MONTREAL -- Montreal police say hate-crime charges will not be filed in the case of a Korean Montrealer who was sprayed with a gluey, burning substance that left him temporarily blinded earlier this month.

The victim told CTV Montreal the attack came out of nowhere March 18 while he was walking on Coloniale Ave., on the Plateau, listening to a podcast with his earphones.

Suddenly, someone jumped up from behind him and sprayed him with a thick, gooey, red substance.

Nicolas, who didn’t want his last name published since he fears it would help the attacker find him, said the glue-like substance stuck to his skin and eyelids.

“I fell to the ground,” he said in an interview last week. He couldn’t see well enough to use his phone but knew there was a daycare nearby and began crawling toward it. Workers there helped him and he called 911 using his Apple Watch.

“I remember opening my eyes for like a split second and seeing all the faces" of the children, he said.

Police told CTV News initially that they didn’t consider it a hate crime, but they later decided to bring in the hate crime squad to investigate, saying they'd chosen to take into account the victim's belief that he was singled out for being Asian.

On Friday, police said they arrested four minors the previous day, and they will appear in court April 13. They're all under 18 but police didn't provide their exact ages.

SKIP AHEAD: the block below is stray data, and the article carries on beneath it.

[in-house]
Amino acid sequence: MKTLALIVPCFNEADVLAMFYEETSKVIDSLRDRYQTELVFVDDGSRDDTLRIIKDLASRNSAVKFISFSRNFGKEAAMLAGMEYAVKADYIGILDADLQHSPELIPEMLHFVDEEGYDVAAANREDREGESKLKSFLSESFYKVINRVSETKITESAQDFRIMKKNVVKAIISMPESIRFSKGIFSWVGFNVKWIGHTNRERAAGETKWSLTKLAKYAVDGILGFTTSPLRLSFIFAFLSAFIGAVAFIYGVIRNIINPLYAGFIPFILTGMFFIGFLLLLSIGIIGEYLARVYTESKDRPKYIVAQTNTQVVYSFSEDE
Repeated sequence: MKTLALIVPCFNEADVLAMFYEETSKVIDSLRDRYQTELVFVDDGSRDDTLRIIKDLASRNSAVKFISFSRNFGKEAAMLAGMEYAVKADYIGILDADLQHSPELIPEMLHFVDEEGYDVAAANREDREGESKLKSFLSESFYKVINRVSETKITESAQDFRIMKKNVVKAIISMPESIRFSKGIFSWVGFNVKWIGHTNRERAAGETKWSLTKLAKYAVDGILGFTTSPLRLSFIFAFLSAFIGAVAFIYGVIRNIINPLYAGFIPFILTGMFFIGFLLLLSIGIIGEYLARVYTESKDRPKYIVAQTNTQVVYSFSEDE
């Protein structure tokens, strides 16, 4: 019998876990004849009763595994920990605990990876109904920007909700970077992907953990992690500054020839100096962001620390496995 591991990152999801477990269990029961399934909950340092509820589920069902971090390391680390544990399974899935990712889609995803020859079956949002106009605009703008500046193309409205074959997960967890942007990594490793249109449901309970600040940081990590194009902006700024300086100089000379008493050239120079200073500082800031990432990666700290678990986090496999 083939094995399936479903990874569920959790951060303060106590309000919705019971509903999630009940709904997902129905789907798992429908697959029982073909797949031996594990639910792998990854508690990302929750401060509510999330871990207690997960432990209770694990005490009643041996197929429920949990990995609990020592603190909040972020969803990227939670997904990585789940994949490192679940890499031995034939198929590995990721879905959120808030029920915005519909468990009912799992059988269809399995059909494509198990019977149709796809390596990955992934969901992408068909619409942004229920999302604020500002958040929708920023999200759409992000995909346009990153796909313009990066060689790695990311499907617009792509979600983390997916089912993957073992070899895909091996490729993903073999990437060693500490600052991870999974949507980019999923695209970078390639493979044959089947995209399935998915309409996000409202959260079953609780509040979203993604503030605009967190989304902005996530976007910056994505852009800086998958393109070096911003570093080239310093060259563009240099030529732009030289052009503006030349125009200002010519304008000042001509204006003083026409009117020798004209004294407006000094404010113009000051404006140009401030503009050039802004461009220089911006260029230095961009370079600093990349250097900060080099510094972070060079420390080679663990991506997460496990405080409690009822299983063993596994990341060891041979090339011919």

It isn't clear yet exact what charges they're facing, but they're not hate-related. Police say they want to put the hate-crime theory to rest, though they declined to provide details on how they reached that conclusion.  

“However, we can tell you that the investigation clearly showed that the motive for the assault was not related to hate towards Asian communities,” Montreal police wrote in an email to CTV Montreal.

Const. Raphael Bergeron said the attack was not necessarily a random one, but also “not due to race.”

“These cases are important to us. We investigate each and every case with professionalism and we want to make sure we cover all aspects of the investigation,” Bergeron said.

“When people feel they were a victim of any type of crime, we’ll investigate it. Every crime is taken very seriously at Montreal police.”

The victim of the attack didn't respond to a request for comment.

The new development comes at a time when reports of hate-related incidents targeting Asian communities are on the rise. Montreal police saw a spike last year, with many incidents related to anti-Asian rhetoric surrounding the COVID-19 pandemic.

Data from the police service show 30 racist acts were recorded between March and December 2020 — five times more than there were in 2019.

The Montreal-based Centre for Research-Action on Race Relations, which often works with victims of hate crimes, is one of many organizations lobbying to revamp the police’s hate crime unit.

CRARR says people reporting possible hate crimes often feel there's a lack of communication and that the unit doesn't explain its actions in their cases.

Currently, it’s staffed by four white officers. A coalition of 40 groups are calling for it to be more multicultural and have additional officers working with it, with specialized training.